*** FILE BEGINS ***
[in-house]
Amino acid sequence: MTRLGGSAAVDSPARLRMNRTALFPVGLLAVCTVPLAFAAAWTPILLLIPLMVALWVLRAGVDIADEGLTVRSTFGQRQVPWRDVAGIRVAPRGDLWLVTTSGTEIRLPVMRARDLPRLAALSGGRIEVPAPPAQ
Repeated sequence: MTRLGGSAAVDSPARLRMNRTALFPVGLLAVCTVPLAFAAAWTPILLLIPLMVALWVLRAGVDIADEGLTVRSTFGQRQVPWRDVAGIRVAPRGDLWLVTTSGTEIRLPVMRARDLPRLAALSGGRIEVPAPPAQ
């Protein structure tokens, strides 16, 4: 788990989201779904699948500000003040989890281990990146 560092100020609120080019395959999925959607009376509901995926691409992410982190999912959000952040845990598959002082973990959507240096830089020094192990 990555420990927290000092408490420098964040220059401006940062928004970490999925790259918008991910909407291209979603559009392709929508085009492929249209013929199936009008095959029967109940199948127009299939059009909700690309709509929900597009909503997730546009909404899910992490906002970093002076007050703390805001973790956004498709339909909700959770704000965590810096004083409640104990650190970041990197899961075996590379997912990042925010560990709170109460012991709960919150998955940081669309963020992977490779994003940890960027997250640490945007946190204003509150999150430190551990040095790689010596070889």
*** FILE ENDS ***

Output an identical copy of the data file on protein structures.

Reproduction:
[in-house]
Amino acid sequence: MTRLGGSAAVDSPARLRMNRTALFPVGLLAVCTVPLAFAAAWTPILLLIPLMVALWVLRAGVDIADEGLTVRSTFGQRQVPWRDVAGIRVAPRGDLWLVTTSGTEIRLPVMRARDLPRLAALSGGRIEVPAPPAQ
Repeated sequence: MTRLGGSAAVDSPARLRMNRTALFPVGLLAVCTVPLAFAAAWTPILLLIPLMVALWVLRAGVDIADEGLTVRSTFGQRQVPWRDVAGIRVAPRGDLWLVTTSGTEIRLPVMRARDLPRLAALSGGRIEVPAPPAQ
């Protein structure tokens, strides 16, 4: 788990989201779904699948500000003040989890281990990146 560092100020609120080019395959999925959607009376509901995926691409992410982190999912959000952040845990598959002082973990959507240096830089020094192990 990555420990927290000092408490420098964040220059401006940062928004970490999925790259918008991910909407291209979603559009392709929508085009492929249209013929199936009008095959029967109940199948127009299939059009909700690309709509929900597009909503997730546009909404899910992490906002970093002076007050703390805001973790956004498709339909909700959770704000965590810096004083409640104990650190970041990197899961075996590379997912990042925010560990709170109460012991709960919150998955940081669309963020992977490779994003940890960027997250640490945007946190204003509150999150430190551990040095790689010596070889």